The ensuing backlash was hilarious. Her shows were cancelled because thousands of people requested refunds and stadium owners didn't want a blasphemer in their building. While I'm aware country music is rooted in a lot of religion (Jesus Take the Wheel, anyone?), I find it extremely improbable an A-lister of her caliber would suffer this kind of retribution, especially after they held a news conference with a fellow star stating what this woman actually said. I know finding an admitted atheist country singer is as likely as finding an admitted atheist politician, but Hollywood really went overboard.

News conference aside, more than 20 percent of America is non-religious, and atheists/agnostics/non-believers aren't outcasts to this extent, especially in the entertainment industry, regardless if it's country music. It's easier to find a non-believer than it is to find a Jew in America. (Of course I don't know of any Jewish country stars, either.)

The entire episode dropped hints that it was absolutely unacceptable to not believe. A friend consoles her and says, "It's OK, I know you believe." And her boss threatens her and says she better apologize to the fans and to god. While I'm not entirely convinced ABC, which owns ABC Family and Disney, wasn't the driving force in this stance, it doesn't surprise me this stance was taken.

It all gets back to fear. ABC and Nashville's writers believe they would lose viewers and fans if they didn't take this stance, just like the storyline (Hollywood imitating art?) Those who got refunds or who refused to let her perform in their venue were driven by fear, to get back to my opening statement. If they attended the show of a reported heathen then they think they would be guilty by association, which would in turn upset their vile god and could cause them eternal harm. Irrational behavior now rears its ugly head.

How do they react? By lashing out and intimidating her. Funny how Christian ethics go out the window as soon as someone doesn't believe in their man-made deity. When "Jesus" faced Doubting Thomas, did he make Thomas' life miserable or even kill him? No. But when someone doubts the existence of a god these days, many Christians resort to violence and intimidation out of fear.

At the end of the episode, we see her walk into an empty church, sit in a pew, close her eyes and fold her hands in prayer. She did NOTHING wrong, and yet she feels she needs to pray for guidance from the very god that put her in this position in the first place (He has a plan, remember?). "Let's make sure we show her praying so we can let our viewer know for certain she isn't a heathen!"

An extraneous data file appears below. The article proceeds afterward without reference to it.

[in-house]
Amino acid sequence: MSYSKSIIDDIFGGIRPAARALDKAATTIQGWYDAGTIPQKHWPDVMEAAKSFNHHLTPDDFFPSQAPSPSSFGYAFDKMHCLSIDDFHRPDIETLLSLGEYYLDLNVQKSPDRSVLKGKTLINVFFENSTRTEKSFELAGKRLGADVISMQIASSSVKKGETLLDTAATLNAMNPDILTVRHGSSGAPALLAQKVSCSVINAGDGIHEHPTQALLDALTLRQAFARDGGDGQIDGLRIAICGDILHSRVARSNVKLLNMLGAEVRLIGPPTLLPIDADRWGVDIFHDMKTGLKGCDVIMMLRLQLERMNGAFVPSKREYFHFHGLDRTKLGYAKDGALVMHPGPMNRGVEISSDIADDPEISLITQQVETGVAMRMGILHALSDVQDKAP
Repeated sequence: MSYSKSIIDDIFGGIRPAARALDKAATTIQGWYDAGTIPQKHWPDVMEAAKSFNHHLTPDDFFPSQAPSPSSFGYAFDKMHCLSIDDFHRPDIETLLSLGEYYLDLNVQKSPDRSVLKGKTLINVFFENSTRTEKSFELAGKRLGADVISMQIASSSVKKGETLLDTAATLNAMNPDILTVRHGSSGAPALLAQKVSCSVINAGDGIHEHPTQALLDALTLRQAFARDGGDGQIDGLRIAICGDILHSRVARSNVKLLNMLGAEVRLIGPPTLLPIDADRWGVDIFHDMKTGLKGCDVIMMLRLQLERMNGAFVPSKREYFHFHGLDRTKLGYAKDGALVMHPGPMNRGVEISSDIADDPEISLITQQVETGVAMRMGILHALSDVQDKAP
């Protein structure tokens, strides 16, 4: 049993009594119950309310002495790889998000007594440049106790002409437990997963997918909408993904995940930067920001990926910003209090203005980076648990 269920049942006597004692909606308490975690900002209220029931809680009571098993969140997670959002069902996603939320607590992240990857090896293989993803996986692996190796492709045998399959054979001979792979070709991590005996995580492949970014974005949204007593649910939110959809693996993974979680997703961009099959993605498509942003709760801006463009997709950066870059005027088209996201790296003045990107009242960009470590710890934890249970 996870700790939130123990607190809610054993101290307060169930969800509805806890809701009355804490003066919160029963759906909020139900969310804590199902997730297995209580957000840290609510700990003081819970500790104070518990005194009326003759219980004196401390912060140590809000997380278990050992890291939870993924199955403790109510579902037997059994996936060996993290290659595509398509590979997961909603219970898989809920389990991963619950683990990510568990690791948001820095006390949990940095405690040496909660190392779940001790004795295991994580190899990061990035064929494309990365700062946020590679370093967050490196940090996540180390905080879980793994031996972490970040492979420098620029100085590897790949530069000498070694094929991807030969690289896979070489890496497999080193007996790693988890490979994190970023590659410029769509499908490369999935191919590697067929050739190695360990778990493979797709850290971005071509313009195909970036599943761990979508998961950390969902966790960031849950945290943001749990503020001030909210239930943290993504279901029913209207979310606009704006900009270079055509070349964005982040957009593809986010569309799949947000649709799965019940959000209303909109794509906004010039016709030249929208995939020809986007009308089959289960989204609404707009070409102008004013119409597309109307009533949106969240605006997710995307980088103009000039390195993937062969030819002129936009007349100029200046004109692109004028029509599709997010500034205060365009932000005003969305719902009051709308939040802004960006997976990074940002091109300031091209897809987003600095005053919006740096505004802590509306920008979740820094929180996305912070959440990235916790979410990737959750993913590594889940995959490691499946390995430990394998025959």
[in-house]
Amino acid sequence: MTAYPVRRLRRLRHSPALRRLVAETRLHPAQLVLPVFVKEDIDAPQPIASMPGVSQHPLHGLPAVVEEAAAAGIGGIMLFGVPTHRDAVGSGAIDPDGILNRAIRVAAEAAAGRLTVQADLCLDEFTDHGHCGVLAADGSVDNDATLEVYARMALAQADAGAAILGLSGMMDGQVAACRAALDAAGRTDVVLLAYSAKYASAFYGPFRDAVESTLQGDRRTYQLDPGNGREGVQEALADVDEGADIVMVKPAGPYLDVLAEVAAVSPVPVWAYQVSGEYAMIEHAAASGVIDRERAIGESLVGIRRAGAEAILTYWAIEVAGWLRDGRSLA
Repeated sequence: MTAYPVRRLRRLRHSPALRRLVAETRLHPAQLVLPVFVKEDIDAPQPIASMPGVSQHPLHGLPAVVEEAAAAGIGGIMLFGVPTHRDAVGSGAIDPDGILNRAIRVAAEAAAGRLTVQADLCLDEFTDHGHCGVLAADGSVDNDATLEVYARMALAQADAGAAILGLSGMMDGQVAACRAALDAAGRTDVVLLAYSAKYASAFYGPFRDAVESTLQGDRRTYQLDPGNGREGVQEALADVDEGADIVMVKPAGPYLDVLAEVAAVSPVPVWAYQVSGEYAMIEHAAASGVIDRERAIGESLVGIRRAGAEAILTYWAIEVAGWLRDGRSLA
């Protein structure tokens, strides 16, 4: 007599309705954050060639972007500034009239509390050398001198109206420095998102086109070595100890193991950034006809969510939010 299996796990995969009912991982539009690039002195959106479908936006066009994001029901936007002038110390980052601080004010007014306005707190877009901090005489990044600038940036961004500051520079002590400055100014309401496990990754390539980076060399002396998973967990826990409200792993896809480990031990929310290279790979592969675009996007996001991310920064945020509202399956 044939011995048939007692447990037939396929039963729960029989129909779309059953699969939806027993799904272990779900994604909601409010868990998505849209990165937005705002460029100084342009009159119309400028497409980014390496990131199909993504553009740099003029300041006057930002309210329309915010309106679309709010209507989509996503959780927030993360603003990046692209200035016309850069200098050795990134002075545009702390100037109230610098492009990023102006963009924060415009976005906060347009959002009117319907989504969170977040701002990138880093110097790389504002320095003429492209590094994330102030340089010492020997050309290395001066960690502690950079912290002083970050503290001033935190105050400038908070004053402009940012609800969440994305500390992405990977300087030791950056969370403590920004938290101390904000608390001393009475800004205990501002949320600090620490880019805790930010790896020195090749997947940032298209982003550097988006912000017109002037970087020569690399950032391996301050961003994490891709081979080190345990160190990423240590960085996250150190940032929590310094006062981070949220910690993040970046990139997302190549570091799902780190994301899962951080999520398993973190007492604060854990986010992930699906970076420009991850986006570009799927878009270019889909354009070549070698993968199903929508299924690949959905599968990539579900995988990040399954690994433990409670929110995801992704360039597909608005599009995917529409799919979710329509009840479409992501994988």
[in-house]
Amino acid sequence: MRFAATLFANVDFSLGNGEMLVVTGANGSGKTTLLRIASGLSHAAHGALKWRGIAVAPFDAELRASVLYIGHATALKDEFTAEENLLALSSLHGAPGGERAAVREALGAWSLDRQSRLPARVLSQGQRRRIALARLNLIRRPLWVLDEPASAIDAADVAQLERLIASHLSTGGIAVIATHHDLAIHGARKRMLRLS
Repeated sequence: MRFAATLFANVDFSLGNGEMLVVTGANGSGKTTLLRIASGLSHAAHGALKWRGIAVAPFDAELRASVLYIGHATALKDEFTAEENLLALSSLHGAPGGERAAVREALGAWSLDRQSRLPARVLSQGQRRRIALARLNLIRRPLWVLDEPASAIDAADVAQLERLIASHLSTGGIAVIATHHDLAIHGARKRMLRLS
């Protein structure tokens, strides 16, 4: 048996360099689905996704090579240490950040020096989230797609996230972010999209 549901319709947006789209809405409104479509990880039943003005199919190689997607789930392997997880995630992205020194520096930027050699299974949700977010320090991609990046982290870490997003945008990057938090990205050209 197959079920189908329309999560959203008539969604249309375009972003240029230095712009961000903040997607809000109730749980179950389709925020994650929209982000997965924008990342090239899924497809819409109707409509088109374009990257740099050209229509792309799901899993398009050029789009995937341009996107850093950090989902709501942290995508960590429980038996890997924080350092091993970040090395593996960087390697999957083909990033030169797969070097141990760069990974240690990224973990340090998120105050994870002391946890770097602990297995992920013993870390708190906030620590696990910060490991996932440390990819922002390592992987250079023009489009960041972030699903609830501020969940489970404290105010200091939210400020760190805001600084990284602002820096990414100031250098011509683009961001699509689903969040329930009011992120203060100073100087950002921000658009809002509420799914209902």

I would love to see her become an atheist on this show, even though I know that can't happen. It wouldn't be groundbreaking for television (remember Meathead on All in the Family?), but it would be a first in country music and could open up a whole new set of story lines. She is a rebel on the show, and she does have a lot of heartache (mother was a druggie while she raised her, then killed herself, father is dead, boyfriends cheat on her, she's had PR nightmares left and right) so the seeds for wondering why a loving god would treat her this way are sewn. But I doubt it will ever happen.

Tuesday, January 21, 2014

The Help, racism and slavery in the Deep South

This afternoon I finally had a chance to watch The Help, a movie about early 1960s Mississippi and the African-American maids who essentially were treated like slaves. It was all at once a sad and inspiring flick; watching how people could treat these maids like that was utterly disgusting, but how their indiscretions and atrocities were finally brought to light was inspirational.

While this won't be one of my "atheism undertones" reviews, there were some seriously alarming themes that presented themselves. Toward the end of the movie, the maids gathered in a home to tell Skeeter (played by Emma Stone), a budding writer and journalist, their (mostly horrific) stories of racism, abuse and misogyny. One of the stories explained how a maid was "willed" from one family member to another, literally treating her like chattel, like a piece of furniture. For those of you familiar with the bible, this story reeked of the type or immoral behavior in the Old Testament, where Christians and Jews can find detailed instructions on not only how to own and treat slaves, but the proper procedure for passing slaves down from generation to generation.